We check out three beauty brands in FT Undercover
Eyelashes that touch eyebrows, courtesy of Amazing Lash Studio.
My eyelids are twitching wildly but the Amazing Lash Studio stylist assures me that I—and therefore my eyes—will relax in a few minutes. While it certainly doesn’t feel natural to have my eyelids taped shut, a necessary part of the process so the stylist can apply extensions to each individual eyelash, it’s not uncomfortable, and within 15 minutes my mind begins to wander. An hour later I’m looking in the mirror and immediately see why women are shelling out anywhere from $60 to $110 a month for semi-permanent eyelash extensions. My lashes are longer (the stylist was right about the 12mm length) and fuller since I opted for a mix of Featherweight and 3D Volume lashes. Plus, they’re perfectly curled. The extensions also feel light on my natural lashes, unlike the noticeable weight of strip lashes. Amazing Lash smartly helps customers prepare for their appointment by sending in advance a link to a “What to expect” YouTube video, and an employee then goes over the paperwork, which includes pointing out the risks (allergic reaction to the adhesive; possible damage to natural lashes). The membership model is nice for those who want monthly lash refills, and a growing product and service menu means more sales for franchisees.
The upshot: Though of course some fell out, after four weeks the extensions still looked fantastic. Amazing Lash is well-positioned to capitalize on this fast-growing beauty trend. — LM
The first thing I noticed was the smell; or, more accurately, the absence of the typically pungent chemical smell at most nail salons. Prose, a newer entrant into the manicure and pedicure space with 10 open salons, doesn’t offer acrylic nail services and avoids chemical use, which the owner I chatted with noted makes for a healthier work environment. Instead, the nontoxic and hypoallergenic products actually smell good, which I quickly noticed after settling in a chair for a manicure. After draping a heated neck wrap over my shoulders, the nail artist got to work, massaging and moisturizing my hands and carefully shaping my nails before applying a shimmering rose gold polish from Deborah Lippmann’s line of vegan, nontoxic polish. (I, for one, didn’t know there was such a thing as vegan nail polish and am still trying to figure out what would make it not vegan in the first place.) An anti-aging masque infused with fruit botanicals completed my treatment and immediately helped soothe my hands, which were already feeling the effects of a Minnesota winter. The signature manicure was $45, the same price as my usual salon but with far more creature comforts. My rings were even cleaned and polished as a complimentary benefit. Online appointment booking was another check in the “pro” column for Prose.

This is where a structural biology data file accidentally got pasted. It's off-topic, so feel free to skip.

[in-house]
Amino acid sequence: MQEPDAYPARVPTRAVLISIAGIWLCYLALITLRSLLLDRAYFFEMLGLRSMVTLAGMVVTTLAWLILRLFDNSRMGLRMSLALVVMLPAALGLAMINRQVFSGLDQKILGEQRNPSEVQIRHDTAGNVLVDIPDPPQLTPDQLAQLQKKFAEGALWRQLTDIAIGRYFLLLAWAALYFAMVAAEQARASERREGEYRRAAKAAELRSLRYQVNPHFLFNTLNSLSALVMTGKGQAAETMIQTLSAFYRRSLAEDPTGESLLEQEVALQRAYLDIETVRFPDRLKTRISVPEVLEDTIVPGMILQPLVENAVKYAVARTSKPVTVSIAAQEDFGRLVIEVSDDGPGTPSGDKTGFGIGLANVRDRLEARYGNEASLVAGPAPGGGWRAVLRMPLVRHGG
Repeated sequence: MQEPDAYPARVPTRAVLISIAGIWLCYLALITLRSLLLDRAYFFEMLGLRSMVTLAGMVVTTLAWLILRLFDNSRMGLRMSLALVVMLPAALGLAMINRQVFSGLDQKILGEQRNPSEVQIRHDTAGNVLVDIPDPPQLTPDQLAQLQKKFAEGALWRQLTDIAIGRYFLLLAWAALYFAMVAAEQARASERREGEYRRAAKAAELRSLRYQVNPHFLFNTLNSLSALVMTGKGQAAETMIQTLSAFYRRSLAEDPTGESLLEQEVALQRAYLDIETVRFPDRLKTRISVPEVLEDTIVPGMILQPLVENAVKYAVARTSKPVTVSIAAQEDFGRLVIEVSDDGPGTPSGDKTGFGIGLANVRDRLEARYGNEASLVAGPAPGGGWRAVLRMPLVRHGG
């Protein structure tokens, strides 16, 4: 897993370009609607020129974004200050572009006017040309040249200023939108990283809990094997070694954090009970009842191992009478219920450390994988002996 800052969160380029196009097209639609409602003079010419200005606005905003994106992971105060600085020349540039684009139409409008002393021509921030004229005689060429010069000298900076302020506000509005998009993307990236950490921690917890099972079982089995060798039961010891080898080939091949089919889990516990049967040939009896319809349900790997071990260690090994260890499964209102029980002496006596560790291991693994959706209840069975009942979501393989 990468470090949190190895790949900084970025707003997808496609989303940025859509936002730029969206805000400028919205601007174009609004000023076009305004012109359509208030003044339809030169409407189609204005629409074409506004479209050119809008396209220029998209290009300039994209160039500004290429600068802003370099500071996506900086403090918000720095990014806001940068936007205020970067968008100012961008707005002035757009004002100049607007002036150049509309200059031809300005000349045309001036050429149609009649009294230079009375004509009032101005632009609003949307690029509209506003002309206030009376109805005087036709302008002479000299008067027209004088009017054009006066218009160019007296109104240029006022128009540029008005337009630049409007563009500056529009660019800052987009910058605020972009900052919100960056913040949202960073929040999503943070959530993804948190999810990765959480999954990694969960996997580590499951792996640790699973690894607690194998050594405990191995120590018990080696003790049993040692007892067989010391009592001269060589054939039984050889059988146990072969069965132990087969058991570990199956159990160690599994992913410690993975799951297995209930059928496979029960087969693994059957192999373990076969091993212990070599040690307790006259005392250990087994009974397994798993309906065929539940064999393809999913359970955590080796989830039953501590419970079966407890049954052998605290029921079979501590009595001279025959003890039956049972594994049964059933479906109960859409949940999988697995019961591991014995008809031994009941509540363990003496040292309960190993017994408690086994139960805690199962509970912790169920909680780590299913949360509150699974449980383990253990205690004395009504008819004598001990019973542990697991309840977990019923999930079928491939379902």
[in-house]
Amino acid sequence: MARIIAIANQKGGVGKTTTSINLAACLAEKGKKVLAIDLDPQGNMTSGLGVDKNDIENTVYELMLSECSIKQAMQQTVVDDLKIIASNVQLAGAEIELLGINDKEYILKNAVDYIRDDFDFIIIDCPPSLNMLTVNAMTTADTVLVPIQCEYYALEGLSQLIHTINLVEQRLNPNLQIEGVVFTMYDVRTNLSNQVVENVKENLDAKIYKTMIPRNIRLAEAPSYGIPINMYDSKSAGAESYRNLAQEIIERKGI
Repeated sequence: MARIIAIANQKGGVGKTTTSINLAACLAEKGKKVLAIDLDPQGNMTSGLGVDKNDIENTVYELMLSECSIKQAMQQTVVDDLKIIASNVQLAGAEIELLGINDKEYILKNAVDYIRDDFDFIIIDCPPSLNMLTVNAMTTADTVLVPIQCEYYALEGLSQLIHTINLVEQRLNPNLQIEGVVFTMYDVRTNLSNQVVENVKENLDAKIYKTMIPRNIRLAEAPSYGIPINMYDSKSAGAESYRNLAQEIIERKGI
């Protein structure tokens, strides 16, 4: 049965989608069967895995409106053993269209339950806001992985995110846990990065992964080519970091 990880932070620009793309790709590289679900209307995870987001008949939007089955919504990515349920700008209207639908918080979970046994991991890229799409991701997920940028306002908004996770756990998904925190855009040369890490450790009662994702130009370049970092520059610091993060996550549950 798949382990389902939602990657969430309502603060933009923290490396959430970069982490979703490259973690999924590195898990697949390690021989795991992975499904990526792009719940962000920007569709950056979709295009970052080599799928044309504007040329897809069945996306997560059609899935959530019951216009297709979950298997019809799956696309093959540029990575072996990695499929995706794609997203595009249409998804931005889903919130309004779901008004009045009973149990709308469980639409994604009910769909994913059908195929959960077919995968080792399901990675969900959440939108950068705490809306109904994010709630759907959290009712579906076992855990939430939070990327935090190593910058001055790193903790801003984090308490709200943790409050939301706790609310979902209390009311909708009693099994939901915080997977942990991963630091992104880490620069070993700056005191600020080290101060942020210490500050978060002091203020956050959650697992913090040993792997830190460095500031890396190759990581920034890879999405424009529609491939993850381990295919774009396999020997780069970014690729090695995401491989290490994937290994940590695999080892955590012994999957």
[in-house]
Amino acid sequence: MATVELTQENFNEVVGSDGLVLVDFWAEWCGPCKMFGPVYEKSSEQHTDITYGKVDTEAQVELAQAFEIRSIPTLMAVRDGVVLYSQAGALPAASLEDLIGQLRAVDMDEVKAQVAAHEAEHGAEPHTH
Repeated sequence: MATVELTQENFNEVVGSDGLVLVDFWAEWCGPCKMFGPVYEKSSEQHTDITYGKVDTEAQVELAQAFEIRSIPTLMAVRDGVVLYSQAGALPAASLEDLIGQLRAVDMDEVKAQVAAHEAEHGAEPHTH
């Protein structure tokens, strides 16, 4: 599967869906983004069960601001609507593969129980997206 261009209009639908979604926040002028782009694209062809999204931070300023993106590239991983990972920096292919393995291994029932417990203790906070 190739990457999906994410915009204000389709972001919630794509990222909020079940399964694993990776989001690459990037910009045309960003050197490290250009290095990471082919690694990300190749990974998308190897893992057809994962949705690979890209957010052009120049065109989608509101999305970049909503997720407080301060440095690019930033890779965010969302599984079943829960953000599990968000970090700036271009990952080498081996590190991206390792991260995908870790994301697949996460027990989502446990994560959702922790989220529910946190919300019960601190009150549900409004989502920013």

The upshot: Prose delivers an enhanced manicure experience and taps into the wellness halo with its nontoxic products. — LM
Beth is glowing after an oxygen facial at BodyBrite.
Strike one at BodyBrite—offering skincare, laser treatments, teeth whitening and microneedling—is too many text reminders for my appointment, an annoying total of five. Strike two is a five-page healthcare questionnaire, which I get if you’re in for major surgery, but for a facial? No thanks. (I asked the receptionist to indicate only what I really had to fill in, and she crossed out everything but the part at the end where I agreed to not sue them if something went wrong.) Strike three was when the receptionist was also my esthetician, and meanwhile the person who seemed to be the manager was in one of the treatment rooms, loudly arguing with a customer over benefits of the membership package. At $59 plus tip for the introductory rate, the oxygen facial itself was divine, first with a blast of steam to soften the skin, then a gentle exfoliation, and finally a cool stream of pure oxygen infusing with serum what Jenise graciously called my “fine lines.” “You really are glowing,” she said at the end, and I felt I was, with a plumped and moist face afterward, in contrast to the dry and scaly before.
The upshot: This BodyBrite in Chicago has soothing services but needs work on its “bedside manner,” to round out the total customer experience. — BE